IRS Free File Is Not A Free-For-All

By: Wayne M. Davies

Looking for a way to reduce the cost of income tax
preparation this year? Then you came to the right place --
maybe!

The IRS has launched a new program this year -- it's called
"Free File", and it enables you to prepare and e-file your
personal income tax return online for free.

But, alas, there is no free lunch and likewise this
"free" program isn't really free for everyone. You have
to meet certain eligibility requirements to take advantage
of Free File, so read on!

Simply put, Free File is a new government program that
enables certain qualifying individuals to both prepare
and e-file their income tax returns for free -- online.

The IRS has entered into a partnership with 17 private
tax software companies who each offer their services to
the public at no cost.

But here's the catch: not everyone qualifies, and each
of the 17 software companies has different eligibility
requirements.

Generally speaking, lower income people qualify, as
do people of certain ages and those who live in certain
states.

(Gee, sounds confusing, doesn't it? Guess that's why
it's a government program.)

There are 3 main requirements. You only have to
meet one of these criteria to qualify:

1.

Income -- if your income is below the following
amounts, you qualify. Take note: there are several
different qualifying amounts, depending on the
software vendor.

TurboTax -- $27,000
FreeTaxReturns.com -- $28,000
H&R Block -- $28,000
TaxBrain -- $12,000
CompleteTax -- $33,000
Efile-Tax-Returns.com -- $28,000
FreeTaxUSA.com -- $30,000
TAXSLAYER.COM -- $30,000
TAX$IMPLE -- $28,000
Free1040TaxReturns.com -- $25,000
ezTaxReturn.com -- $40,000
TaxEngine -- $9,200

Only one vendor allows you to qualify if your income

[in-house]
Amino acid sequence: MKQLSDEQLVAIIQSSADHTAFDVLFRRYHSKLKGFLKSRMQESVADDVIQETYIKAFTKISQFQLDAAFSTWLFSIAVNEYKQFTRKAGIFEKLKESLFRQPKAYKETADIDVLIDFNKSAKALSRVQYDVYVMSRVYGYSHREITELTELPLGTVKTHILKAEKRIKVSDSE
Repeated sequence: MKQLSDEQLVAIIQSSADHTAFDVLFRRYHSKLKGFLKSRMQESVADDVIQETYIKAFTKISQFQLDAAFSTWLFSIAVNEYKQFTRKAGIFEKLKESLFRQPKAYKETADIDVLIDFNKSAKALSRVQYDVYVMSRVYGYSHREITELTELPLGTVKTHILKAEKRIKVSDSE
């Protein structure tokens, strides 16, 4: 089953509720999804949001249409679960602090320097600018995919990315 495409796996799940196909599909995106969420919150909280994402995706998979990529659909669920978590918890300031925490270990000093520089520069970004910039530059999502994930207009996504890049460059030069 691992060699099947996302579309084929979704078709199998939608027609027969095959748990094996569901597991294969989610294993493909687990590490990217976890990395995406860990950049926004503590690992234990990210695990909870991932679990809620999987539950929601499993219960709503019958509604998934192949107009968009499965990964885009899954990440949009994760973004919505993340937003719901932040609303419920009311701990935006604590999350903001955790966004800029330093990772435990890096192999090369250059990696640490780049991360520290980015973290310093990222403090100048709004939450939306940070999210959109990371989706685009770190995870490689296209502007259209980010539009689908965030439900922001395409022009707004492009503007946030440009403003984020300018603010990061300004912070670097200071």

is above a certain amount. TaxACT.com is free if your
income is greater than $50,000.

2. Age -- if you are above or below a certain age,
you qualify.

TaxBrain -- age 50 or older
OnLineTaxes -- age 20 or younger

3. State of residence -- if you happen to live in
one of the following states, you qualify.

FileYourTaxes.com -- Arizona, Georgia, Michigan
or Wisconsin

eSmartTax.com -- Illinois, N. Carolina, Ohio or
Georgia

And there's one more: TAXSLAYER.COM lets all
Active Duty Military personnel file for free.

Here's a few points to keep in mind.

First, you still have to prepare the return
yourself, and you have to do it online at the website
of each software company. So, the point here is
obvious: Free File is a viable option for
do-it-yourself-ers only.

If you're not inclined to prepare your return
yourself, Free File is not for you.

Second, you must use the vendors web-based
tax preparation software and you also must e-file right
from the vendor's website. Maybe you've been using
one particular software for awhile -- your software
company may not even be in this program, so you'll
have to learn a new program, which may not be worth
the extra time.

Third, and most importantly -- all this hype about
Free File is really a mute point if you don't qualify.
And most middle-class and upper-class folk don't
qualify.

If you make more than $50,000 and happen to like
TaxACT.com, you're in business. Or if you happen to live
in one of 7 states, you're also in luck.

Otherwise, this program is probably more for your
children than for you.

To get all the details, go to the IRS website at
http://www.irs.gov and click on "Free Online Filing --
Are You Eligible". You'll find complete information
on the program, including links to all 17 vendorsFeature Articles,
and a Frequently Asked Questions page. Enjoy!

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